Two oscillators that have the same frequency and different phases that is, a phase difference, the oscillators are said to be out of phase with each other. The amount by which such oscillators are out of step with each other can be expressed in radians from 0 to 2π or in degrees from 0° to 360°, If the phase difference is 180 degrees (π radians), then the two oscillators are said to be in antiphase. If two interacting waves meet at a point where they are in antiphase, then destructive interference will occur. It is common for waves of electromagnetic (light, RF), acoustic (sound) or other energy to become superposed in their transmission medium. When that happens, the phase difference determines whether they reinforce or weaken each other. Complete cancellation is possible for waves with equal amplitudes.
This is the correction of phase error (i.e., the difference between the actually needed phase and the obtained phase). To obtain stability in an operational amplifier a phase compensation is required. To keep a phase margin in the phase compensation a capacitor/RC network is usually used . A phase compensator works by subtracting out an amount of phase shift from a signal which is equal to the amount of phase shift added by switching some additional amplifier stages into the amplification signal path.
A low-pass filter is a filter that passes low-frequency signals but attenuates (reduces the amplitude of) signals with frequencies higher than the cutoff frequency. An ideal low-pass filter completely eliminates all frequencies above the cutoff frequency while passing those below unchanged: its frequency response is a rectangular function, and is a brick-wall filter 8. If we need to get rid of an interfering signal in order to get a lot of attenuation, several RC filters can be cascaded. Unfortunately, the impedance of one RC section affects the next. What this means is that the transition between the pass and stop bands will not be sharp. A sharp transition helps reduce the interfering signal without causing degradation to the desired signals. In this case, the Sallen-Key active filter can do the job well. This circuit uses a 2-pole filter. Cascading a number of stages can give a steep attenuation transition with a very sharp knee. This cut-off frequency aids in selecting the R20 and R22 resistor values to be used in the low pass filter design to average noise in the DC signal 6.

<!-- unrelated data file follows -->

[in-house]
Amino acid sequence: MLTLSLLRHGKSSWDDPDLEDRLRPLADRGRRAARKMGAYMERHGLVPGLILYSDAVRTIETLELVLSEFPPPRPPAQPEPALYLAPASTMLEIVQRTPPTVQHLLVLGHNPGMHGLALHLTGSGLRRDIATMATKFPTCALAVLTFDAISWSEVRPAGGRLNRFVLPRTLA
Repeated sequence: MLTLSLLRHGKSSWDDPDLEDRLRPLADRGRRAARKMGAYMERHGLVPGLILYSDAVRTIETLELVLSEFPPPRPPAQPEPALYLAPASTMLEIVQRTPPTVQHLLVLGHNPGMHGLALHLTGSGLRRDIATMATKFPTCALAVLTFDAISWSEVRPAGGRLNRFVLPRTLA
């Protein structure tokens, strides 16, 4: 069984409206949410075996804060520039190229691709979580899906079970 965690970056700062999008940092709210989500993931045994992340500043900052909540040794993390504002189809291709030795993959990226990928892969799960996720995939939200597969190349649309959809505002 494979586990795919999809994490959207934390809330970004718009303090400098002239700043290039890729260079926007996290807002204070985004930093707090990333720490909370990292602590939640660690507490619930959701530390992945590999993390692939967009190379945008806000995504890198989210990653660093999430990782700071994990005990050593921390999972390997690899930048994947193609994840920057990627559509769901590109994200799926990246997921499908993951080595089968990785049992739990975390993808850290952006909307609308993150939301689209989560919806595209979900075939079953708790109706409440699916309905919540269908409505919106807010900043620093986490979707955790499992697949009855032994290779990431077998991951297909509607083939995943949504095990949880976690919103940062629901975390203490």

The required Q for the butterworth filter = 1.414. The op-amp stage is a unity gain follower when R20 = R22. if C9 and C10 are equal, then the Q = 1.5858 for Butterworth response.
Using convenient near values gain of 1.56 in the formula,
R20 = R22 = Q / (4·π·fo·C9) where, fo = cut-off frequency = 4Hz, C9 = C10 = 0.1μF
R20 = 310.31kΩ
The nearest standard resistor value to this calcualted resistor value is 330k
Voltage Controlled Oscillator
A voltage-controlled oscillator is an oscillator whose frequency is determined by a control voltage. As the control voltage causes the frequency to rise slowly until it hits a maximum and then falls back to the starting frequency. The first op-amp is an integrator(U7:A). A voltage divider puts the + input at half the control voltage. The op-amp attempts to keep its – input at the same voltage, which requires a current flow across the 100k to ensure that its voltage drop is half the control voltage.
When the MOSFET at the bottom is on, the current from the 200k goes through the MOSFET. Since the 100k resistor has the same voltage drop as the 100k but half the resistance, it must have twice as much current flowing through it. The additional current comes from the capacitor, charging it, so the first op-amp must provide a steadily rising output voltage to source this current. When the MOSFET at the bottom is off, the current from the 200k goes through the capacitor, discharging it, so a steadily falling output voltage is needed from the first op-amp. The result of the operation of this integrator circuit is a triangular waveform confirmed by figure 13 of the appendix.